Progresso removes MSG from all Progresso soups
MINNEAPOLIS Progresso is following the health trend and removing monosodium glutamate (MSG) from its soups. It announced yesterday that already 26 are MSG-free, and the company will gradually remove the additive from all 80 of its soups.
MSG has been added to foods as a flavor enhancer for decades, has no nutritional value and has recently been surrounded by health concerns.
Campbell’s should be feeling the pressure at this point. Progresso is already the leader in the ready-to-eat soup category, and this new marketing move could reflect poorly on Campbell?s. More than 90 of its soups contain MSG, according to Kyle Duea, marketing manager for Progresso.
“More than 3 million consumers have moved to great tasting Progresso soups in just the last two years,” says Jerry Lynch, vice president of marketing for Progresso. “We’re going to continue to focus on innovation and new products to help grow this category for our retailers, and consumer can rest assured that we will continue to deliver the same high-quality and great taste that they have come to expect from Progresso.”
Pringles creates customized snack cans in time for holidays
CINCINNATI You may find that Pringles replaced the candy in your stocking this season. Procter & Gamble launched a new application on the Pringles Web site Monday that allows visitors to personally design a Pringles can. Beginning Oct. 27, the company will donate $1 for every submitted creation to Children’s Miracle Network, a non-profit organization that raises money through U.S. and Canadian corporate partners and directly distributes its funds to participating hospitals.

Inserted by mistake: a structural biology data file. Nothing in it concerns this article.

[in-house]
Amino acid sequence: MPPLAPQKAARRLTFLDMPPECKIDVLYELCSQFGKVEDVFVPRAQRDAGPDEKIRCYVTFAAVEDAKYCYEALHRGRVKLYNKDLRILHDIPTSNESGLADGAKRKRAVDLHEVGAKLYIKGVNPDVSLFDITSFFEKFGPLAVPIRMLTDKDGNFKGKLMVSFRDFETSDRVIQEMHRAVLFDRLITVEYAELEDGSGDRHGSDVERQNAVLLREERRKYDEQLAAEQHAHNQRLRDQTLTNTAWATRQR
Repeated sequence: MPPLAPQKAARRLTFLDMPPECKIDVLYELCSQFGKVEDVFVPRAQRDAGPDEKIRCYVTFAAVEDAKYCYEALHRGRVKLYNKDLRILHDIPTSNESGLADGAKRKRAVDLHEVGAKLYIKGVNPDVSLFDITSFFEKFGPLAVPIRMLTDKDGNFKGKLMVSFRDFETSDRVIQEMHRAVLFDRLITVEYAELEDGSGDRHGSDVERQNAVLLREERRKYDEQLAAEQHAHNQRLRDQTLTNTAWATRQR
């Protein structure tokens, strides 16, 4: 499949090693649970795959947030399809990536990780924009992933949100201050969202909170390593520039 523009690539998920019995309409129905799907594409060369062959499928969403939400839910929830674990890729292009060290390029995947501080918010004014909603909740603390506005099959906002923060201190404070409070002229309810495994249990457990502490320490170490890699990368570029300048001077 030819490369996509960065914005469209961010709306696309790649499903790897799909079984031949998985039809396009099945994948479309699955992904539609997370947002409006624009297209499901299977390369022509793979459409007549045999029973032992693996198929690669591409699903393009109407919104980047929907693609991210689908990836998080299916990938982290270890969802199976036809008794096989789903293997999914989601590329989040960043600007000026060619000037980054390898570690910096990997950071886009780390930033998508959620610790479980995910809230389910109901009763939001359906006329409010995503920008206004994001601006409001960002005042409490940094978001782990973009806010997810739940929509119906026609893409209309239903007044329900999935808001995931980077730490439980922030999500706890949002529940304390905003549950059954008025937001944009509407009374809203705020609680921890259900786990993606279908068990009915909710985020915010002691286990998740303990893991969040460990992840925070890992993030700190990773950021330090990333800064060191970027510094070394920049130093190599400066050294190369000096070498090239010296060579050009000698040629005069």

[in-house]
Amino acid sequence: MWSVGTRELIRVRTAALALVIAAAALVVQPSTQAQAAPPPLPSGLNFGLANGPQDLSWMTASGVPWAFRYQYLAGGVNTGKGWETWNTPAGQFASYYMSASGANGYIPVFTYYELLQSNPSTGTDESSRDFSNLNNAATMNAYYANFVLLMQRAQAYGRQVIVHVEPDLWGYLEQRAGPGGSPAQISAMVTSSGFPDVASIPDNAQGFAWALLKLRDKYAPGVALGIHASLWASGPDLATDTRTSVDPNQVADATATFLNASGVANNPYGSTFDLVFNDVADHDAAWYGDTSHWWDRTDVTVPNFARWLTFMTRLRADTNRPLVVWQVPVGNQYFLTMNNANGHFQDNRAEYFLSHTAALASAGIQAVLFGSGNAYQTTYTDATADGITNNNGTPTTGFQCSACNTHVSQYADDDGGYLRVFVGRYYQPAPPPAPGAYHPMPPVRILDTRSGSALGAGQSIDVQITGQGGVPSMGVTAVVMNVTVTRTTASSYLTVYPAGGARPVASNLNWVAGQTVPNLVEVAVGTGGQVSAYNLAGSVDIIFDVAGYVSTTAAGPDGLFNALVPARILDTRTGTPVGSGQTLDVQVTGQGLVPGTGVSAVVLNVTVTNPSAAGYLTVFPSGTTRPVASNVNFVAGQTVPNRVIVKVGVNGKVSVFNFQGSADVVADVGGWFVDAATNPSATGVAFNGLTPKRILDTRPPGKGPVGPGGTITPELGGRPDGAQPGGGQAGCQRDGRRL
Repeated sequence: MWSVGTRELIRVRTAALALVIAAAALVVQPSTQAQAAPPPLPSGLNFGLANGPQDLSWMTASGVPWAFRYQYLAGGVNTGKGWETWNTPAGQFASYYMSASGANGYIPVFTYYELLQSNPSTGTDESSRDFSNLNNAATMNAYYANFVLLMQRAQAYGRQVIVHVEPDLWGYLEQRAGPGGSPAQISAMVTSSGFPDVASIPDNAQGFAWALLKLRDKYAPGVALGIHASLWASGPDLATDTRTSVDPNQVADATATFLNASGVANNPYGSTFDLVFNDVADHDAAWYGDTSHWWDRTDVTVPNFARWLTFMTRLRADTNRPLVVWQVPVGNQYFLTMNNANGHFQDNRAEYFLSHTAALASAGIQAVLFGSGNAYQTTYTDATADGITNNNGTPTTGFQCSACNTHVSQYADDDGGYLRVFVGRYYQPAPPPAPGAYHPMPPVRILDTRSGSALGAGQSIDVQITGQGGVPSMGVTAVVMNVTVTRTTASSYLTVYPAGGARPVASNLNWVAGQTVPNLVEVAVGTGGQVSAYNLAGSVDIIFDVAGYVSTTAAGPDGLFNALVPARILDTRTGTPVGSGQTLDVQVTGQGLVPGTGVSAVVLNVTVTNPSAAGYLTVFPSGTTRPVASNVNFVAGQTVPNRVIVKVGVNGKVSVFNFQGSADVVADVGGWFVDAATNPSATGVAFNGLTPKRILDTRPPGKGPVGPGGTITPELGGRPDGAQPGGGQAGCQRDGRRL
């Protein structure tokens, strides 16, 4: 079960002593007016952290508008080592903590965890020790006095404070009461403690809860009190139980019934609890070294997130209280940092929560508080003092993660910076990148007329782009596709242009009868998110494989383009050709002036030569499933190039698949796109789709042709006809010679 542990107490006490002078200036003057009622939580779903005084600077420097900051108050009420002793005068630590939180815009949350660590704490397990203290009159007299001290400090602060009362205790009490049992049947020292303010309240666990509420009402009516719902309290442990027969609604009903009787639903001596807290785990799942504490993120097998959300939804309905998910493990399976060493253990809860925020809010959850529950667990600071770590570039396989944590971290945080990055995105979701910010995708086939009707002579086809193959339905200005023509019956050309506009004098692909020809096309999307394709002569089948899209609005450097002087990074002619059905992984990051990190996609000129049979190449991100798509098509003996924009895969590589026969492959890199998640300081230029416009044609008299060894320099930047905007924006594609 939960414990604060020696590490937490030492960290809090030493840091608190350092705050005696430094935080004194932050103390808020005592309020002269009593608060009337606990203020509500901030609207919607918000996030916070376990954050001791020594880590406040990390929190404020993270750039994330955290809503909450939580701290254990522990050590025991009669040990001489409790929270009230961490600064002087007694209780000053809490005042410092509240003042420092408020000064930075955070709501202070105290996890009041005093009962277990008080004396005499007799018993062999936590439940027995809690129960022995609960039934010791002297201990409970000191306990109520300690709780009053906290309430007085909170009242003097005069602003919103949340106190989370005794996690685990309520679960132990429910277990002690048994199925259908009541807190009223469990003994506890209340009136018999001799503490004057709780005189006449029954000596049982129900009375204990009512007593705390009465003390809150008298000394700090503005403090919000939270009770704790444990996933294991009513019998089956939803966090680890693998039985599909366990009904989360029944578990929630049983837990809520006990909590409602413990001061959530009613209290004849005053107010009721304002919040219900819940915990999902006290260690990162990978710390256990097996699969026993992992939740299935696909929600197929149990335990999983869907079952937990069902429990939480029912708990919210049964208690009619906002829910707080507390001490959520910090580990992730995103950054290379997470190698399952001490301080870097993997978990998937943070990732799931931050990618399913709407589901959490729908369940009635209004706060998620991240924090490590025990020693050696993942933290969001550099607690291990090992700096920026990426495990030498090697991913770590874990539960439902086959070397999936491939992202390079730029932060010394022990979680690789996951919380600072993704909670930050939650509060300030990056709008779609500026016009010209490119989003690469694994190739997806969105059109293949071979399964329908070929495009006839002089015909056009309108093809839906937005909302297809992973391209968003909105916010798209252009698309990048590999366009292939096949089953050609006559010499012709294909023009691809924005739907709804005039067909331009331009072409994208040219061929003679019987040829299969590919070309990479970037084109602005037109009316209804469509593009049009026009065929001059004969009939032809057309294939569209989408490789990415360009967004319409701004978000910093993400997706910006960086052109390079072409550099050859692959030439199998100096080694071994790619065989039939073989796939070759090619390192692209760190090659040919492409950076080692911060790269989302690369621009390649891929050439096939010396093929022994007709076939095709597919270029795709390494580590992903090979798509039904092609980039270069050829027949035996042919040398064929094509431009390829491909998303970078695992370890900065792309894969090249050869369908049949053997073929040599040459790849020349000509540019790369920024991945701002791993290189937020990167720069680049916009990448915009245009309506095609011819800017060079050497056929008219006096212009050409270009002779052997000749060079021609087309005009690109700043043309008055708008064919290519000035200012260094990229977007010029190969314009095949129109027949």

The site allows Pringles fans to create their own background, choose one of the application’s many colors, gradients and pre-made templates or upload personal photos. Text can also be added. The designs can be saved to the site for all visitors to view and vote on, with the three categories being Funniest, Most Creative and Best Design. Print, wrap around the can and glue or tape where the ends meet for a customized can that can serve as a holiday cookie container, gift box or stocking stuffer.
“The Can Creator is a great opportunity for people to make a difference, said Children’s Miracle Network. “During the holidays, people are looking for ways to donate time or money to charitable causes, and Pringles has offered visitors the unique opportunity to easily give back.”
The money raised—up to $20,000—will be awarded on or before June 30, 2009.
Kroger teams with Special K to emphasize awareness of breast cancer
PHOENIX Kroger Co. and Special K have partnered to raise awareness of breast cancer and have placed the photo of a local survivor on specially-marked boxes of Special K cereal, the companies have said.
One of Kroger’s employees, Darlene Werner, who works at a Fry’s Foods store in Gilbert, Ariz., will grace box covers of Special K, as will 46 other women who were selected as representatives. Their stories can be found online at www.sharingcourage.com, along with their cereal box photos.
About 6 million of the survivor Special K boxes were made and can be found in stores in select U.S. markets through November. Kroger has said that it had put $3 million this year into efforts of the Susan G. Komen Foundation to fund breast cancer research and promote awareness.